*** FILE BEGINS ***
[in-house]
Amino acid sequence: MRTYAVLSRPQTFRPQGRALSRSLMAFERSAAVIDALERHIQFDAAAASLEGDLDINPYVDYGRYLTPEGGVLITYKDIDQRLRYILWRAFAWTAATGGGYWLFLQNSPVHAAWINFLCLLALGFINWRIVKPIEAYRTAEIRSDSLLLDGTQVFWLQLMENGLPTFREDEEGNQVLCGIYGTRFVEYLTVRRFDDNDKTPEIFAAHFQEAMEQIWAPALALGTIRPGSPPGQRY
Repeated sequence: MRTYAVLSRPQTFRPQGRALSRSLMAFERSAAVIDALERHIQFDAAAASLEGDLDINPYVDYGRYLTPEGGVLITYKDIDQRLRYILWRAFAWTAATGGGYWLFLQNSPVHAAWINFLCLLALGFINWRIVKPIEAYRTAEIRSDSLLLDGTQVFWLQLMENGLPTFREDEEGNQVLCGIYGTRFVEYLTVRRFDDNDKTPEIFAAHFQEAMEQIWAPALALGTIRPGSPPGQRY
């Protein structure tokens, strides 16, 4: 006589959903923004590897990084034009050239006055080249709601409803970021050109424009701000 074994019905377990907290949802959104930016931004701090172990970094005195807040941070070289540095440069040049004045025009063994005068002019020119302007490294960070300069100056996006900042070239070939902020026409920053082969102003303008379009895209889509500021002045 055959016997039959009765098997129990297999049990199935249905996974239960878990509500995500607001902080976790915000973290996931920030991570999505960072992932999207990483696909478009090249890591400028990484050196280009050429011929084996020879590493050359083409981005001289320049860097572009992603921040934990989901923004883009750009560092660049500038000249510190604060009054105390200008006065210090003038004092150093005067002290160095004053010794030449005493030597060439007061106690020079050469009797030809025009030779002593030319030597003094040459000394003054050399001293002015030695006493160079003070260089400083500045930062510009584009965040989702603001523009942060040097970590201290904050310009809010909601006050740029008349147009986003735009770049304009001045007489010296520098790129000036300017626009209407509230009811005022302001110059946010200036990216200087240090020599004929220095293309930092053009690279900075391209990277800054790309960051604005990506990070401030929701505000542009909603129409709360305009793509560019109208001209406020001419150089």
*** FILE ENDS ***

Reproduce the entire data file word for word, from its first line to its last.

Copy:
[in-house]
Amino acid sequence: MRTYAVLSRPQTFRPQGRALSRSLMAFERSAAVIDALERHIQFDAAAASLEGDLDINPYVDYGRYLTPEGGVLITYKDIDQRLRYILWRAFAWTAATGGGYWLFLQNSPVHAAWINFLCLLALGFINWRIVKPIEAYRTAEIRSDSLLLDGTQVFWLQLMENGLPTFREDEEGNQVLCGIYGTRFVEYLTVRRFDDNDKTPEIFAAHFQEAMEQIWAPALALGTIRPGSPPGQRY
Repeated sequence: MRTYAVLSRPQTFRPQGRALSRSLMAFERSAAVIDALERHIQFDAAAASLEGDLDINPYVDYGRYLTPEGGVLITYKDIDQRLRYILWRAFAWTAATGGGYWLFLQNSPVHAAWINFLCLLALGFINWRIVKPIEAYRTAEIRSDSLLLDGTQVFWLQLMENGLPTFREDEEGNQVLCGIYGTRFVEYLTVRRFDDNDKTPEIFAAHFQEAMEQIWAPALALGTIRPGSPPGQRY
């Protein structure tokens, strides 16, 4: 006589959903923004590897990084034009050239006055080249709601409803970021050109424009701000 074994019905377990907290949802959104930016931004701090172990970094005195807040941070070289540095440069040049004045025009063994005068002019020119302007490294960070300069100056996006900042070239070939902020026409920053082969102003303008379009895209889509500021002045 055959016997039959009765098997129990297999049990199935249905996974239960878990509500995500607001902080976790915000973290996931920030991570999505960072992932999207990483696909478009090249890591400028990484050196280009050429011929084996020879590493050359083409981005001289320049860097572009992603921040934990989901923004883009750009560092660049500038000249510190604060009054105390200008006065210090003038004092150093005067002290160095004053010794030449005493030597060439007061106690020079050469009797030809025009030779002593030319030597003094040459000394003054050399001293002015030695006493160079003070260089400083500045930062510009584009965040989702603001523009942060040097970590201290904050310009809010909601006050740029008349147009986003735009770049304009001045007489010296520098790129000036300017626009209407509230009811005022302001110059946010200036990216200087240090020599004929220095293309930092053009690279900075391209990277800054790309960051604005990506990070401030929701505000542009909603129409709360305009793509560019109208001209406020001419150089």